In: NYU

A Feast of Astonishments: Charlotte Moorman and the Avant-Garde, 1960s–1980s is currently on view at the Grey Art Gallery, New York University’s fine art museum. The exhibit was drawn from the Charlotte Moorman Archive housed at Northwestern University’s Charles Deering McCormick Library of Special Collections. With more than 300 items on view, ranging from film clips, performance props, musical scores, photographs, audio recordings, and vintage posters, this marks the first major exhibition devoted to a groundbreaking, yet under-recognized figure in the post-war avant-garde.

View of the exhibition "A Feast of Astonishments: Charlotte Moorman and the Avant-Garde, 1960s–1980s", Grey Art Gallery, New York. Photo: Nicholas Papananias.

View of the exhibition “A Feast of Astonishments: Charlotte Moorman and the Avant-Garde, 1960s–1980s”, Grey Art Gallery, New York. Photo: Nicholas Papananias.

Along with works by Moorman, the exhibition includes pieces by some of her frequent collaborators, including Nam June Paik, Yoko Ono, John Cage, Takehisa Kosugi, Jim McWilliams, Joseph Beuys, and Giuseppe Chiari, many of whom created works for Moorman to perform. While she is often remembered as Paik’s muse, Moorman -or the “topless cellist,” as she was known- was dedicated to both performing and promoting the innovative work she and her colleagues would create. Moorman later remarked: “With all of my formal training at Juilliard, I feel I know the rules. That’s something that is very important if you are going to break them.”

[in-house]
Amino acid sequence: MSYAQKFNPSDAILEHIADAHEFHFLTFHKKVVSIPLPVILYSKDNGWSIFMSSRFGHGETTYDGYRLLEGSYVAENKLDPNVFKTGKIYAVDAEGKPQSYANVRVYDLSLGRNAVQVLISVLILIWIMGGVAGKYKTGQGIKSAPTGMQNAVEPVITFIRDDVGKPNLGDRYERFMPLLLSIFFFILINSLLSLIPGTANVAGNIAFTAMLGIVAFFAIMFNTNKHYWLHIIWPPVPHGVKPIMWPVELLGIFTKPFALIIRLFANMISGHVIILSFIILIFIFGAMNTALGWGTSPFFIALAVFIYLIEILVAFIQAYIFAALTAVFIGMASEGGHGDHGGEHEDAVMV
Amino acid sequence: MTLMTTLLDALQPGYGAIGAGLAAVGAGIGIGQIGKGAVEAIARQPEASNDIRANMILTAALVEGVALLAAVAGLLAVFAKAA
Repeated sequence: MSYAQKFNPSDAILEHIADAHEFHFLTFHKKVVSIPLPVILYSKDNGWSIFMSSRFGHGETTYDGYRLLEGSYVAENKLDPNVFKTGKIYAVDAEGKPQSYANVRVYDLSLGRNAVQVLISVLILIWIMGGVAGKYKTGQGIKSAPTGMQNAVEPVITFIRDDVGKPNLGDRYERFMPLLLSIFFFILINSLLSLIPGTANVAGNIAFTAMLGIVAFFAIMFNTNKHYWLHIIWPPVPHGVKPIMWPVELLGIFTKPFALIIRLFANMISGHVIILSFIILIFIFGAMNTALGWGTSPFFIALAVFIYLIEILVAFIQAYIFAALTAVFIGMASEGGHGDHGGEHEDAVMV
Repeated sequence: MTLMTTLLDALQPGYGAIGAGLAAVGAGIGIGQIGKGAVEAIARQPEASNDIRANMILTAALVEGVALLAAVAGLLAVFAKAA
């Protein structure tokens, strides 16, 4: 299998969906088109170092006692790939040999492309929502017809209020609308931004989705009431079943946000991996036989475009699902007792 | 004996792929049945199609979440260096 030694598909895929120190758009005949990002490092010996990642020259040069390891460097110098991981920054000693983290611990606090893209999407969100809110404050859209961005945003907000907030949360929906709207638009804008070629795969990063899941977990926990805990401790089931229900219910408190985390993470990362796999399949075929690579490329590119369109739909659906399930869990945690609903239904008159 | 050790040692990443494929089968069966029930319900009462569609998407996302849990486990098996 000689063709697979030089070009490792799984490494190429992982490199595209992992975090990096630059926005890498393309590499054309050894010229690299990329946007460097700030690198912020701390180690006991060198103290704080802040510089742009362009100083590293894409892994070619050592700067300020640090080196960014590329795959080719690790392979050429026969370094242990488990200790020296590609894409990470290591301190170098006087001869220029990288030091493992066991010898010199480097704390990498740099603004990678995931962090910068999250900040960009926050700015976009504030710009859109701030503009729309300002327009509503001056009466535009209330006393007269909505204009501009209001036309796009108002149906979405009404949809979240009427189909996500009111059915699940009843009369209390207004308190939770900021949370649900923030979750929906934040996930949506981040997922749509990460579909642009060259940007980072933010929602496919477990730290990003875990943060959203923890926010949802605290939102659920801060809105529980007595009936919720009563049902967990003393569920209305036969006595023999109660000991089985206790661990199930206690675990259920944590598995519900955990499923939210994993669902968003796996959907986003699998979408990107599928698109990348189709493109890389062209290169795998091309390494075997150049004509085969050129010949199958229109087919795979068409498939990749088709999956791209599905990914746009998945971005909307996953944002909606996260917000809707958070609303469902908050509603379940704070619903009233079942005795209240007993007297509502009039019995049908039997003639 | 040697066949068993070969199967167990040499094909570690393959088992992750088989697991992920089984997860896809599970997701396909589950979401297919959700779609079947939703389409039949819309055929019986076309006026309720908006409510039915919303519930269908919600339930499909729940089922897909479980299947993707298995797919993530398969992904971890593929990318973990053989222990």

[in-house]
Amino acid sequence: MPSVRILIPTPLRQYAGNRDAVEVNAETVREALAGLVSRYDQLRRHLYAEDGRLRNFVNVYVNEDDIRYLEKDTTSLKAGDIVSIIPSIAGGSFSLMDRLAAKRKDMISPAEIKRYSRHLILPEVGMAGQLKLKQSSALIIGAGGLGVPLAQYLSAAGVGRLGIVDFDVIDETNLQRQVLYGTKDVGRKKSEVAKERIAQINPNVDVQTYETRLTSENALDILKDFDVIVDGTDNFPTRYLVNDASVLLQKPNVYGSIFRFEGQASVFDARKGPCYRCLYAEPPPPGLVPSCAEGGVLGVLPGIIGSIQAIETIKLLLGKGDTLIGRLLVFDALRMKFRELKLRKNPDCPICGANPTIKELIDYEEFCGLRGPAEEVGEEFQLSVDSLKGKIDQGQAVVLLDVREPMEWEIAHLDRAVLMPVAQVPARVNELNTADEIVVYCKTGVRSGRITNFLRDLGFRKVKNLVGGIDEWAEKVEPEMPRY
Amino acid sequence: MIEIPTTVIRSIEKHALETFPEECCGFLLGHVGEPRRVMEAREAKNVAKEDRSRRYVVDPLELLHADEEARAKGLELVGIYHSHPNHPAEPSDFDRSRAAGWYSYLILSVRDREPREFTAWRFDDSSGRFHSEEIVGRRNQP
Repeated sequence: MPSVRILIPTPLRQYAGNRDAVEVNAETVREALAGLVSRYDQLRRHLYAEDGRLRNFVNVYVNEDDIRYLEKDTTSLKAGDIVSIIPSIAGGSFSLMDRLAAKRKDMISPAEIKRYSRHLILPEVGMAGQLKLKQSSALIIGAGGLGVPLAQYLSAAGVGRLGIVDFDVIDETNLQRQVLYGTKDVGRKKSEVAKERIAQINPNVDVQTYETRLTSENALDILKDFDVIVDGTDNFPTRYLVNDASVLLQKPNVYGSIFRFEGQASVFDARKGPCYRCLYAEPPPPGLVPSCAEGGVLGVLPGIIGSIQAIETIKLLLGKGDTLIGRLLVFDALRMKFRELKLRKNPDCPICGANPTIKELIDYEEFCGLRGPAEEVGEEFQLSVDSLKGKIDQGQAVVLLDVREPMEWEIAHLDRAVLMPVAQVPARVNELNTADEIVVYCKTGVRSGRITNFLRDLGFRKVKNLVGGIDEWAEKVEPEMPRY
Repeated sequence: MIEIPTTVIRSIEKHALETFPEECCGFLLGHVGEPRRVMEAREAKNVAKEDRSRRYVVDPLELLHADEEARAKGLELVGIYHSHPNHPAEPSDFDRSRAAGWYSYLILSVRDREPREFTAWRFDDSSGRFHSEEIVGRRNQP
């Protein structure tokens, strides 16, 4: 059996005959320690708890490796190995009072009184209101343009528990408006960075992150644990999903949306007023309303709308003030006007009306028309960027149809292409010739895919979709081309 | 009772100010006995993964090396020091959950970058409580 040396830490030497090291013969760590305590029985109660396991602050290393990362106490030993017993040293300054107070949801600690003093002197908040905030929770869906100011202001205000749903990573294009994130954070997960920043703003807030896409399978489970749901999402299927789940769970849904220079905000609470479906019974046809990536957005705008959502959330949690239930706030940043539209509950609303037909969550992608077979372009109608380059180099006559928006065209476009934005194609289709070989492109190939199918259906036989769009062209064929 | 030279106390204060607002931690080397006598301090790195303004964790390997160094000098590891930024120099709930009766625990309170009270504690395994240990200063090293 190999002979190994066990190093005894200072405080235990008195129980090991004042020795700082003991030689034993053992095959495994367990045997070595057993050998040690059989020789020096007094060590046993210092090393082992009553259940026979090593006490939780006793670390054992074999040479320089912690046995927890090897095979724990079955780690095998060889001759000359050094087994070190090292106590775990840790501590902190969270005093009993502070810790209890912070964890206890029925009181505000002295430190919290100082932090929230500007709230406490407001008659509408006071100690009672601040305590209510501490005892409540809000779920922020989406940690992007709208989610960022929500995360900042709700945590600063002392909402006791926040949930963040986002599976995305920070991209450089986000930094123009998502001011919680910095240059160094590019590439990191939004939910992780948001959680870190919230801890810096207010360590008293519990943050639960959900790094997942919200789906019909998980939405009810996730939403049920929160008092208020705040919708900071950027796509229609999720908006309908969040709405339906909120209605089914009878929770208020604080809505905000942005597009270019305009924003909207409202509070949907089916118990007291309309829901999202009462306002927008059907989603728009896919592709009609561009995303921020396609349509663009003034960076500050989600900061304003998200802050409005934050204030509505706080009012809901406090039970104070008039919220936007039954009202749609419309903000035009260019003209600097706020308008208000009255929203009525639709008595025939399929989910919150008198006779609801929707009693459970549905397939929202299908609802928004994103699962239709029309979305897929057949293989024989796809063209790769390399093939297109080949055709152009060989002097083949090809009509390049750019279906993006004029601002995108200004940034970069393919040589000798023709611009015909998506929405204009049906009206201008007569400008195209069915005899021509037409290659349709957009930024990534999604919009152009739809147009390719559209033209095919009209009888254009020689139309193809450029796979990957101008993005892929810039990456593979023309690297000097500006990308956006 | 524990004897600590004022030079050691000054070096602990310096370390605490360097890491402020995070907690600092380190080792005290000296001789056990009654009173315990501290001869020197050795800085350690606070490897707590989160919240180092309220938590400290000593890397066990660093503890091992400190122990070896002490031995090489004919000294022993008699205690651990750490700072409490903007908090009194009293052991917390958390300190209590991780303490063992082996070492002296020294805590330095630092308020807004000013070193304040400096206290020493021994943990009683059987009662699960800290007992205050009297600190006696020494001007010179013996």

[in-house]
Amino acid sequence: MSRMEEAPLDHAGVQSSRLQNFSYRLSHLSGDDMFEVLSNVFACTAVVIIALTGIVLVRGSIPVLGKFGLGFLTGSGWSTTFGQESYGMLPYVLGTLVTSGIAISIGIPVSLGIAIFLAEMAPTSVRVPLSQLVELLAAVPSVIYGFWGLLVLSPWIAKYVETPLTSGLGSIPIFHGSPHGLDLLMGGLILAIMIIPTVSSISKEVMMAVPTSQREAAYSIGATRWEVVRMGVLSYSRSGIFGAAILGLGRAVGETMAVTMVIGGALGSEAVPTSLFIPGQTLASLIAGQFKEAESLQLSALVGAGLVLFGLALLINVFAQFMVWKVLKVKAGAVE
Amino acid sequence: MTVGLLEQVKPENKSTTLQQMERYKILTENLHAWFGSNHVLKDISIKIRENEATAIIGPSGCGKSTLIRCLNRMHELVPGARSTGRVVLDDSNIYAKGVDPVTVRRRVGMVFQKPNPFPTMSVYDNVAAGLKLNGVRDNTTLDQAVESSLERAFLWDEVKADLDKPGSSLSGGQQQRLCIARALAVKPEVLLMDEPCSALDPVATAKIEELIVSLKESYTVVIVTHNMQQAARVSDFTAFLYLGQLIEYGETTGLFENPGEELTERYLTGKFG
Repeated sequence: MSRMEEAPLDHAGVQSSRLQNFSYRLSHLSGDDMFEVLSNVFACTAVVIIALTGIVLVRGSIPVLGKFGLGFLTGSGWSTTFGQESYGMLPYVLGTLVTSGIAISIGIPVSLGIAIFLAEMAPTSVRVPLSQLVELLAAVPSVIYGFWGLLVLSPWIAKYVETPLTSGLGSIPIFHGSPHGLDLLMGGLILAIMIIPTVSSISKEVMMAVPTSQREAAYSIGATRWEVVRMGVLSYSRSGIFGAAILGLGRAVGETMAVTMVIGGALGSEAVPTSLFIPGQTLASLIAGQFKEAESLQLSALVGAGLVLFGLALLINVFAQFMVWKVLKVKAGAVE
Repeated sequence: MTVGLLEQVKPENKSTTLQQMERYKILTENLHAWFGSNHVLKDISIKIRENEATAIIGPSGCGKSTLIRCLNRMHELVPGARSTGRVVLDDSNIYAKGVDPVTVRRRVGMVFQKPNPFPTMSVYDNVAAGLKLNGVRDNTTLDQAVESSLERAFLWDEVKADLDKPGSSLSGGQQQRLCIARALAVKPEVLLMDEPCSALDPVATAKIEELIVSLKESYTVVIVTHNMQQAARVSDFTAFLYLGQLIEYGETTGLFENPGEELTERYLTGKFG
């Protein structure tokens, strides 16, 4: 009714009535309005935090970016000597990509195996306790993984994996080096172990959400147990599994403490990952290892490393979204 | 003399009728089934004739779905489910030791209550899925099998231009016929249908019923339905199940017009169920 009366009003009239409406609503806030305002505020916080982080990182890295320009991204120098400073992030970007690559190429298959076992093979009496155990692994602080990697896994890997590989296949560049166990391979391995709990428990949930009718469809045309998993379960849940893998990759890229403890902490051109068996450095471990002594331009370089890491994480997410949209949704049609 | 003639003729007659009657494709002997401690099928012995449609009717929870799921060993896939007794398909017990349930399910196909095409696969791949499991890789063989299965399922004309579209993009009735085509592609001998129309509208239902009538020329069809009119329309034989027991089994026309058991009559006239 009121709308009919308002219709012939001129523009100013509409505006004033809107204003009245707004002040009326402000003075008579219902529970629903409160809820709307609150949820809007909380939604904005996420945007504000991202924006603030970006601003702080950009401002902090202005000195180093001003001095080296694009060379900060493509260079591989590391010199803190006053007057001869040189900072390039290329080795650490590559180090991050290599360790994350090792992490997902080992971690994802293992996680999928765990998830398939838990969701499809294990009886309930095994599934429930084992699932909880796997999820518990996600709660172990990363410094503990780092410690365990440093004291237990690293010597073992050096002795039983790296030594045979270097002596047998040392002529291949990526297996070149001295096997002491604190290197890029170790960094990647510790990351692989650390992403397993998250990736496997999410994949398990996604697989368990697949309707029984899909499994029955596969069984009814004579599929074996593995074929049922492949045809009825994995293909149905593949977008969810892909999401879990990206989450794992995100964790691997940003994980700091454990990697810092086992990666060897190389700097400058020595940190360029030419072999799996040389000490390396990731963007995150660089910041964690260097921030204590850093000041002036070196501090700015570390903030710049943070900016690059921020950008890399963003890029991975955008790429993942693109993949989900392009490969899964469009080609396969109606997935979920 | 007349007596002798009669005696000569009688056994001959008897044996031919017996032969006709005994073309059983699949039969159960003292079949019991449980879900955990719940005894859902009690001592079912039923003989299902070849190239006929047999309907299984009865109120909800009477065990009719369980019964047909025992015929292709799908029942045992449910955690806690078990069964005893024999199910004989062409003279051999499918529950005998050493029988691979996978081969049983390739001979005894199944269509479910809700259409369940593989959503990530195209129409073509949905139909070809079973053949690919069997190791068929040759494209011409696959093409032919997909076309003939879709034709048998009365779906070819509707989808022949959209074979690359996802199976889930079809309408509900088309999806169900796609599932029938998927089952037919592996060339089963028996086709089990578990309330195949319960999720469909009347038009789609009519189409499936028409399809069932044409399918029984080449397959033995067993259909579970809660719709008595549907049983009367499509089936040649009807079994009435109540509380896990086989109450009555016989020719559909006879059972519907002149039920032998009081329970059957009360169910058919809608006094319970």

Vin Grabill, Charlotte Moorman performs Num June Paik’s TV Bra for Living Sculpture on the roof of her loft, 62 Pearl Street, New York, July 30, 1982. ©Vin Grabill.

Vin Grabill, Charlotte Moorman performs Num June Paik’s TV Bra for Living Sculpture on the roof of her loft, 62 Pearl Street, New York, July 30, 1982. ©Vin Grabill.

Born in Little Rock, Arkansas in 1933, Moorman began her career as a classically trained musician. After earning an MA in music from the University of Texas at Austin, she moved to New York to study at the Juilliard School of Music while building a career as a freelance classical musician. After attending a concert by fellow Juilliard student Kenji Kobayashi in spring 1961, in which Kobayashi played Cage’s 26’1.1499″ for a String Player a “non-musical” score with sounds of the performer’s choosing-, Moorman began to shift focus. Kobayashi introduced Moorman to the downtown avant-garde arts scene, where composer La Monte Young, artist Yoko Ono, choreographer Simone Forti, and others were experimenting with new interdisciplinary art forms.